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Volumes of clean oil products, predominantly diesel/gasoil and naphtha, have also been resilient at around 1.6m barrels per day, with it reaching as high as 1.9m barrels per day over the past two months, leading up to the February 5 price cap on oil products. An average 266,000 barrels per day has been loaded for European destinations after the February 5 price cap, versus an average 908,000 barrels per day during the period from when the war broke out until the price cap came to effect. Europe has shifted much of its sourcing from Russia to suppliers east of Suez, while Russian clean products now seek new homes in Asia and Africa predominantly.
For dirty oil products, fuel oil predominantly, volumes have been around 870,000 barrels per day the past 12 months versus 1.1m barrels per day during the previous 12-month period. 31% of the past 12 month loadings has been for Europe while 4% has been for the US, versus 49% and 30% respectively during the previous 12-month period until the war broke out. While only 12% was shipped to Asia and 4.6% shipped to the Middle East during the previous 12-month period, this has changed to 42% and 15.4% respectively for the past 12-month period, according to Fearnleys.
In gas, as Europe lost pipeline volumes from Russia, down 55% year-on-year, LNG had to cover what increased North Sea piped volumes were unable to compensate for to Europe. LNG flows to Europe grew 70% year-on-year, according to Fearnleys.
It was primarily US LNG that came to Europe’s rescue, as around 61% of the US LNG cargoes ended in Europe, up from around 25% of the cargoes originating in the US to Europe in 2021. A similar trend was seen for Yamal LNG cargoes during the Northern Sea Route season.
“Weaker Chinese and Asian demand sort of saved Europe, one could say,” commented Kilen from Fearnleys, adding: “With China reopening, Europe short of even more piped gas this year, and new liquefaction capacity being limited for a third year in a row, it could be another tight autumn on LNG availability as European buyers will have to compete more with Asian buyers, although a restart of Freeport LNG should help.”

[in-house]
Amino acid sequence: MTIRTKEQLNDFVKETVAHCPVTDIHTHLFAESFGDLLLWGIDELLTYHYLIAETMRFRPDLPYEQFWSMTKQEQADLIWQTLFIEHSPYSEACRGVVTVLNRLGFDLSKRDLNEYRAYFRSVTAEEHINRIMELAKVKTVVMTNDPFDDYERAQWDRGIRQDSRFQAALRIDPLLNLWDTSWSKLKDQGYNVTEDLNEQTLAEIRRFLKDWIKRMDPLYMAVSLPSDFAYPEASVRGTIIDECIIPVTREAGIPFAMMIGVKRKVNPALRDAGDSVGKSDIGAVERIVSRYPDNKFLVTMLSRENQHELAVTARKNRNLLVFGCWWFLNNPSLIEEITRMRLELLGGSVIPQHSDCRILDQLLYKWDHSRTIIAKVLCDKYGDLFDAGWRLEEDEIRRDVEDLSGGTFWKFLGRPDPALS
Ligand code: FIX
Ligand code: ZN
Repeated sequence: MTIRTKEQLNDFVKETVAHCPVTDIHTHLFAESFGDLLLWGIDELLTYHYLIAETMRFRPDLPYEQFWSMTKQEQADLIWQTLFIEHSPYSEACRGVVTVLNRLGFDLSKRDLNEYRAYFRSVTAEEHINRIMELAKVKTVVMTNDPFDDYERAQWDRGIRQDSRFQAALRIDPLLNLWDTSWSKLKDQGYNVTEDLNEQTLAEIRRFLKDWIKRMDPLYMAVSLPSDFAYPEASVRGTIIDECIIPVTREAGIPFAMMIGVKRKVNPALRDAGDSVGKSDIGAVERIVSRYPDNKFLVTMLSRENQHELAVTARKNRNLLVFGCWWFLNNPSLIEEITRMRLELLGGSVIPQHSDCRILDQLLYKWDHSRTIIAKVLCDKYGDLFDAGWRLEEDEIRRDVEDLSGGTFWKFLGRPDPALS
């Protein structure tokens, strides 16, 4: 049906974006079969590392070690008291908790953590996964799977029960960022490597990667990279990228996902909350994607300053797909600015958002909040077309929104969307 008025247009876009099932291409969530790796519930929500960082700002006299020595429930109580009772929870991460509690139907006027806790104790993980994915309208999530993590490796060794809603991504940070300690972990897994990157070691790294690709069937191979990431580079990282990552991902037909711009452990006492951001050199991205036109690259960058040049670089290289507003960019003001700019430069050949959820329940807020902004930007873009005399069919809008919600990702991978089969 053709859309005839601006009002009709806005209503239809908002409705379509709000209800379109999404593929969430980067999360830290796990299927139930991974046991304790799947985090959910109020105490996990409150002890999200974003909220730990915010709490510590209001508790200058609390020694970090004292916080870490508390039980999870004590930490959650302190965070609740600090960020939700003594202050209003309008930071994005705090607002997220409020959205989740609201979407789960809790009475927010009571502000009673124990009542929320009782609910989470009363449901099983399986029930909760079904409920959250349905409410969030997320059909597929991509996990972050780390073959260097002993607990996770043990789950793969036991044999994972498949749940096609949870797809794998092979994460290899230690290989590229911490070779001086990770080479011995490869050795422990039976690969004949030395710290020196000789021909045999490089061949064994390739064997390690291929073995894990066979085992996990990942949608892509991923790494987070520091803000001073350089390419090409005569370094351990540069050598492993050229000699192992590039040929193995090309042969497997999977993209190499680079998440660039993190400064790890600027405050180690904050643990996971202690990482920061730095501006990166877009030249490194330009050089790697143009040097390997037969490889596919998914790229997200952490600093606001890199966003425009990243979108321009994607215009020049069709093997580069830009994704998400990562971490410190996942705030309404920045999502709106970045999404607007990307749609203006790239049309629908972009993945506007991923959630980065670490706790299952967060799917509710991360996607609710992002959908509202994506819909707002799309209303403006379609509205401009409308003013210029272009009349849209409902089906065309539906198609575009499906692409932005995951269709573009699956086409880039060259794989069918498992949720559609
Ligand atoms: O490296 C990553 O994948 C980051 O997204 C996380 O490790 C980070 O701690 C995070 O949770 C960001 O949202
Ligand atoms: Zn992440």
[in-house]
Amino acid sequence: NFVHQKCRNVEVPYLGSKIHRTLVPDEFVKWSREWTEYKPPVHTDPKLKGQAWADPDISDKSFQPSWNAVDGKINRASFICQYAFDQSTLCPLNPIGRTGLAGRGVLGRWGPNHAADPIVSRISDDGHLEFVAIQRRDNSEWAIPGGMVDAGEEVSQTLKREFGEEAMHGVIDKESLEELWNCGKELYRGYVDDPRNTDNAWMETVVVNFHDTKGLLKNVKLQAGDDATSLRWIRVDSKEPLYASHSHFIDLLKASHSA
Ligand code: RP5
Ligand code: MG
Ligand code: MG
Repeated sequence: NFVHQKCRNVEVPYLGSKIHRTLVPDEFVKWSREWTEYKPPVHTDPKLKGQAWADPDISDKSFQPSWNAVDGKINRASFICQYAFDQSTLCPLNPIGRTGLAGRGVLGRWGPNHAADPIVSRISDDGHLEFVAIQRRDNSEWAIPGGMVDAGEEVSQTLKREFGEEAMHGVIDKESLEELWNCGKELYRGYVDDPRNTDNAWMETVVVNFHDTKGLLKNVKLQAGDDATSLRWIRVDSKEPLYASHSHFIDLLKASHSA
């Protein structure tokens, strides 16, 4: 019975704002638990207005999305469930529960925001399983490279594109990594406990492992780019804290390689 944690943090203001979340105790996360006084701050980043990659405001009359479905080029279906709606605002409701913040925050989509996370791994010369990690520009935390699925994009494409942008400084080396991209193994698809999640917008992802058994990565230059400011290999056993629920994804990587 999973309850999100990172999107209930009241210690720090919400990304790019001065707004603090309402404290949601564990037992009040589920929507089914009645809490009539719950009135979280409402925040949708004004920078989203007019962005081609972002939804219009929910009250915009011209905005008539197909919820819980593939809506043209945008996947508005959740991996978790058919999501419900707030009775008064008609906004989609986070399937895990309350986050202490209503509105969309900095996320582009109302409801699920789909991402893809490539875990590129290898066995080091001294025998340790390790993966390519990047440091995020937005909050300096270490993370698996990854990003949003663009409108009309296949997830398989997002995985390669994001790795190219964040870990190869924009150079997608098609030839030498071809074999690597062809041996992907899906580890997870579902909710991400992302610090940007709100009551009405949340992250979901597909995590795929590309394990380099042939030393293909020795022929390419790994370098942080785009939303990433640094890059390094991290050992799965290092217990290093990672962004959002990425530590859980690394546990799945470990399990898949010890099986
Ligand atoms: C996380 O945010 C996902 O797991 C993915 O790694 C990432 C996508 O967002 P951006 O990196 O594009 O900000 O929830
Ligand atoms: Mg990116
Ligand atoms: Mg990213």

For the ammonia trades, the loss of Ukrainian exports marked a significant shift in the global seaborne map.
The port of Yuzhny in Ukraine was prior to the war one of the top suppliers of ammonia to the world market, accounting for around 11% of seaborne traded volumes in 2021. No shipments have been done after the war broke out, resulting in higher fertilizer prices and fear of food shortages. Much of the shortfall has however been covered by other suppliers, with seaborne traded volumes of ammonia declining just a moderate -2.1% in 2022 versus 2021. Although the top producer Trinidad & Tobago also produced less last year, this was more than compensated for through higher exports from other leading suppliers, such as Saudi Arabia, Indonesia and Algeria.
For dry bulk, coal and grain were the headline changes in the 12 months of war.
As Europe banned Russian originated coal, imports from Australia and South Africa reached the highest level in at least 10 years last year. There was also a significant increase in imports from Colombia and the US on 2021 levels, whereas minor increases were also seen from Indonesia and Mozambique.
The Russian volumes that previously went to Europe were sold in increasing quantities to China, India, South Korea, and Turkey. Due to longer sailing distances along with the second highest annual shipment volumes ever, coal ton-time reached all-time highs last year, according to Fearnleys.
On the grains side, Ukraine’s usual buyers had to source from other countries. However, this was and is almost impossible, which meant there was no significant shift in trade flows apart from volumes being lost.
Ukraine’s dry bulk exports have plunged 77.8% during the first year of war with Russia, data from BIMCO shows. Prior to the war, more than one tenth of the world’s wheat and maize shipments came from Ukraine.
“There is no indication that an end to the war will lead to a resurgence in global growth,” warned Niels Rasmussen, chief shipping analyst at BIMCO.
“The lower than previously expected growth in 2022 and following years will therefore have a lasting impact also on growth in shipping markets,” Rasmussen predicted, adding: “In addition, the war again elevated energy supply to a matter of national security, particularly in the EU. It has led to a renewed commitment to accelerate decarbonisation which will have a lasting impact on coal and oil shipments.”
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With the last word on the first year anniversary of the war and its impact on shipping, in typically understated fashion, Stopford has this to say: “So, after a year, the Ukraine war looks like another campaign badge for battle weary shipowners to add to their collection – another day another dollar.”